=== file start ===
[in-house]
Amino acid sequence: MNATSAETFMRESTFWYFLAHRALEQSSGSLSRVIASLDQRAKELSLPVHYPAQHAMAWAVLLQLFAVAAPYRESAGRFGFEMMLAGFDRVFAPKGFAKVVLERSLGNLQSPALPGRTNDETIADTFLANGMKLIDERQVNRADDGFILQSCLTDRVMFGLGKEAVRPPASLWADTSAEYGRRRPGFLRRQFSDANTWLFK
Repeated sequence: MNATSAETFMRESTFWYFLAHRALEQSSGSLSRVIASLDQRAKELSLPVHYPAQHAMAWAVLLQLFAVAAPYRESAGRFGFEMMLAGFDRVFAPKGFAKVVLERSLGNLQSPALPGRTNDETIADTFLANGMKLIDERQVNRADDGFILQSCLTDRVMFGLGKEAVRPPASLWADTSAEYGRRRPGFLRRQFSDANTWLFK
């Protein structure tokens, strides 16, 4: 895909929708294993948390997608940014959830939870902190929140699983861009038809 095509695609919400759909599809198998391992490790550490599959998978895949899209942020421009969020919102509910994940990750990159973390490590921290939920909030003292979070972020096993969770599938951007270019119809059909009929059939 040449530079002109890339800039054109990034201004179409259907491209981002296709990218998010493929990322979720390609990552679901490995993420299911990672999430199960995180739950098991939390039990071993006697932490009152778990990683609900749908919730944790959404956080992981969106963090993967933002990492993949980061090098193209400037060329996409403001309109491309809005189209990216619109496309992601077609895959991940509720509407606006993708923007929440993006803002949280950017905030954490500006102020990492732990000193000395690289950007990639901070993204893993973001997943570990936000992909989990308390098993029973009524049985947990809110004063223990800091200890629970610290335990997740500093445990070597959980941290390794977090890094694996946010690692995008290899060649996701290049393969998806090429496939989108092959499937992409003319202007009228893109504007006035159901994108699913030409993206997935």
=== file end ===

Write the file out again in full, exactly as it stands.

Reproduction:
[in-house]
Amino acid sequence: MNATSAETFMRESTFWYFLAHRALEQSSGSLSRVIASLDQRAKELSLPVHYPAQHAMAWAVLLQLFAVAAPYRESAGRFGFEMMLAGFDRVFAPKGFAKVVLERSLGNLQSPALPGRTNDETIADTFLANGMKLIDERQVNRADDGFILQSCLTDRVMFGLGKEAVRPPASLWADTSAEYGRRRPGFLRRQFSDANTWLFK
Repeated sequence: MNATSAETFMRESTFWYFLAHRALEQSSGSLSRVIASLDQRAKELSLPVHYPAQHAMAWAVLLQLFAVAAPYRESAGRFGFEMMLAGFDRVFAPKGFAKVVLERSLGNLQSPALPGRTNDETIADTFLANGMKLIDERQVNRADDGFILQSCLTDRVMFGLGKEAVRPPASLWADTSAEYGRRRPGFLRRQFSDANTWLFK
């Protein structure tokens, strides 16, 4: 895909929708294993948390997608940014959830939870902190929140699983861009038809 095509695609919400759909599809198998391992490790550490599959998978895949899209942020421009969020919102509910994940990750990159973390490590921290939920909030003292979070972020096993969770599938951007270019119809059909009929059939 040449530079002109890339800039054109990034201004179409259907491209981002296709990218998010493929990322979720390609990552679901490995993420299911990672999430199960995180739950098991939390039990071993006697932490009152778990990683609900749908919730944790959404956080992981969106963090993967933002990492993949980061090098193209400037060329996409403001309109491309809005189209990216619109496309992601077609895959991940509720509407606006993708923007929440993006803002949280950017905030954490500006102020990492732990000193000395690289950007990639901070993204893993973001997943570990936000992909989990308390098993029973009524049985947990809110004063223990800091200890629970610290335990997740500093445990070597959980941290390794977090890094694996946010690692995008290899060649996701290049393969998806090429496939989108092959499937992409003319202007009228893109504007006035159901994108699913030409993206997935």